The Office of the Secretary must receive comments not later than June 18, 2013.
You may submit comments, identified by Docket No. CPSC-2009-0066, by any of the following methods:
Submit electronic comments in the following way:
Federal eRulemaking Portal: http://www.regulations.gov. Follow the instructions for submitting comments.
To ensure timely processing of comments, the Commission is no longer accepting comments submitted by electronic mail (email), except through www.regulations.gov.
Submit written submissions in the following way:
Mail/Hand delivery/Courier (for paper, disk, or CD-ROM submissions), preferably in five copies, to: Office of the Secretary, Consumer Product Safety Commission, Room 820, 4330 East West Highway, Bethesda, MD 20814; telephone (301) 504-7923.
Instructions: All submissions received must include the agency name and docket number for this notice. All comments received may be posted without change, including any personal identifiers, contact information, or other personal information provided, to http://www.regulations.gov. Do not submit confidential business information, trade secret information, or other sensitive or protected information electronically. Such information should be submitted in writing.
Docket: For access to the docket to read background documents or comments received, go to http://www.regulations.gov.
For further information contact: Robert H. Squibb, Consumer Product Safety Commission, 4330 East West Highway, Bethesda, MD 20814; (301) 504-7815, or by email to: firstname.lastname@example.org.
Section 104(B) of the Consumer Product Safety Improvement Act of 2008 (CPSIA), requires the CPSC to promulgate consumer product safety standards for durable infant or toddler products. On June 21, 2010, in compliance with the CPSIA, the Commission published in the Federal Register a safety standard for infant walkers that incorporated by reference the voluntary standard for infant walkers issued by ASTM International, ASTM F977-07, with some modifications to further reduce the risk of injury associated with infant walkers. The rule became effective on December 21, 2010.
Sections 8.1and 9.1 of the voluntary standard ASTM F977-07, which is now a mandatory standard, contain requirements for marking, labeling, and instructional literature that are disclosure requirements, thus falling within the definition of “collections of information.” 5 CFR 1320.3(c). Section 8.1 of ASTM F977-07 requires:
- The name and the place of business (city, state, and mailing address, including zip code) and/or telephone number of the manufacturer, importer distributor, or seller; and
- A code mark or other means that identifies the date (month and year, as a minimum) of manufacture.
Section 9.1 of ASTM F977-07 requires infant walkers to be provided with easy to read instructions regarding assembly, maintenance, cleaning, and use.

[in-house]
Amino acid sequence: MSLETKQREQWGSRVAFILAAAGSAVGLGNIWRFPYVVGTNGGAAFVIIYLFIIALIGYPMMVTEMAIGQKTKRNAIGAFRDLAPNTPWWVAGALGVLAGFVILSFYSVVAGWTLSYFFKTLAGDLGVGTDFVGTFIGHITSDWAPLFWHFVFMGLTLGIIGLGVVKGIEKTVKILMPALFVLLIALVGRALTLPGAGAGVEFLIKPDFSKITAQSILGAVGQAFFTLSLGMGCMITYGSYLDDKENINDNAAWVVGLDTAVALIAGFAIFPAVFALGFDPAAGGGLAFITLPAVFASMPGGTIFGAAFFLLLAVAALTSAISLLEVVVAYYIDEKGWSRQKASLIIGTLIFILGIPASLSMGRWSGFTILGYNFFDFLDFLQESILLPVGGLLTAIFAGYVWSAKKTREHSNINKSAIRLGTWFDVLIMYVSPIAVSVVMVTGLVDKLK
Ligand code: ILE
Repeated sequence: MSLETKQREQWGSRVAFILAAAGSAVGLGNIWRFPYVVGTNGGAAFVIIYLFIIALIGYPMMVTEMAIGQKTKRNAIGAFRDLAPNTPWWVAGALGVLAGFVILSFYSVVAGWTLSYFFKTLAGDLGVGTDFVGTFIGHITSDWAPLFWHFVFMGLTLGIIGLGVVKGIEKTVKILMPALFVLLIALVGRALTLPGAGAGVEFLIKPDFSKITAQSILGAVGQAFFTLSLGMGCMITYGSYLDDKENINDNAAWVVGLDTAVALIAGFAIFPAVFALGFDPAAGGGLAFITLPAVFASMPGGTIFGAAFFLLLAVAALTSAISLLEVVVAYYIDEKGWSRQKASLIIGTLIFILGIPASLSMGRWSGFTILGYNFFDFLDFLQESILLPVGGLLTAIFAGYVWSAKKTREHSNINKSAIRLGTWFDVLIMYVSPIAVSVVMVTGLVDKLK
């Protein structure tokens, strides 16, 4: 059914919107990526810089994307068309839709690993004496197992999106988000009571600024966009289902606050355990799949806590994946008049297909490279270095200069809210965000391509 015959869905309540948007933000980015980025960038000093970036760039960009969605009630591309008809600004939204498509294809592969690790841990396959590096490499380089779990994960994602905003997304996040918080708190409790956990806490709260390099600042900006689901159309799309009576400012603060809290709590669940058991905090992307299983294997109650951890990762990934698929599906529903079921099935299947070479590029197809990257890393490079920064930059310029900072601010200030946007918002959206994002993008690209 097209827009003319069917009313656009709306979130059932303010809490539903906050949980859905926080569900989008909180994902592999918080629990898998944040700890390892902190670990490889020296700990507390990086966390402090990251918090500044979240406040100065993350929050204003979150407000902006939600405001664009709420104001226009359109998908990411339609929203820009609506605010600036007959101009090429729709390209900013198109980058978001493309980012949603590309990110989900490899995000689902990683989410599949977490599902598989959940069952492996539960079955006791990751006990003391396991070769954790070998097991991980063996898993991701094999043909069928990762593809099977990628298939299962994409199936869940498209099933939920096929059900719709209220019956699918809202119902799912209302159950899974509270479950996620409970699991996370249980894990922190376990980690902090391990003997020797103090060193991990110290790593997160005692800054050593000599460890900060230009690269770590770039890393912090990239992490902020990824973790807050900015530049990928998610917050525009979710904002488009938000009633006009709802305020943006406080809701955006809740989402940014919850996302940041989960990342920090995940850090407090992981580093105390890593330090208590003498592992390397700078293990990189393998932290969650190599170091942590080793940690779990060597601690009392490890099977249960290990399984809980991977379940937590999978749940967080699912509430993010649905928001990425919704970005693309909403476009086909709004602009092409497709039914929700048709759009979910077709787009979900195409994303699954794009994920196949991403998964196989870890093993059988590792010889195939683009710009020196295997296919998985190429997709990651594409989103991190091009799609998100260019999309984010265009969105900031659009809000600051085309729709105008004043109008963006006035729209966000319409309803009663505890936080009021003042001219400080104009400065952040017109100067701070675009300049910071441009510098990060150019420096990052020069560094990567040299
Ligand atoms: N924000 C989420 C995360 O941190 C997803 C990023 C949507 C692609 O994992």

There are 16 known firms supplying infant walkers to the U.S. market. All 16 firms are assumed to already use labels on both their products and their packaging, but they might need to make some modifications to their existing labels. The estimated time required to make these modifications is about 1 hour per model. Each of these firms supplies an average of four different models of infant walkers; therefore, the estimated burden hours associated with labels is 1 hour × 16 firms × 4 models per firm = 64 annual hours.
Section 9.1 of ASTM F977-07 requires instructions to be supplied with the product. This is a practice that is usual and customary with infant walkers. These are products that generally require some installation and maintenance instructions, and any products sold without such information would not be able to successfully compete with products that provide this information. Therefore, because the CPSC is unaware of infant walkers that: (a) generally require some installation, but (b) lack any instructions to the user about such installation, there are no burden hours associated with the instruction requirement in section 9.1 because any burden associated with supplying instructions with infant walkers would be “usual and customary” and not within the definition of “burden” under OMB's regulations.
CPSC staff estimates that hourly compensation for the time required to create and update labels is $27.12 (U.S. Bureau of Labor Statistics, “Employer Costs for Employee Compensation,” December 2012, Table 9, total compensation for all sales and office workers in goods-producing private industries: http://www.bls.gov/ncs/). Therefore, the estimated annual cost associated with the proposed requirements is $1,736 ($27.12 per hour × 64 hours = $1,736).
The Commission solicits written comments from all interested persons about the proposed collection of information. The Commission specifically solicits information relevant to the following topics:
- Whether the collection of information described above is necessary for the proper performance of the Commission's functions, including whether the information would have practical utility;
- Whether the estimated burden of the proposed collection of information is accurate;
- Whether the quality, utility, and clarity of the information to be collected could be enhanced; and
- Whether the burden imposed by the collection of information could be minimized by use of automated, electronic or other technological collection techniques, or other forms of information technology.
Dated: April 16, 2013.
Todd A. Stevenson,
Secretary, Consumer Product Safety Commission.
[FR Doc. 2013-09226 Filed 4-18-13; 8:45 am]
BILLING CODE 6355-01-P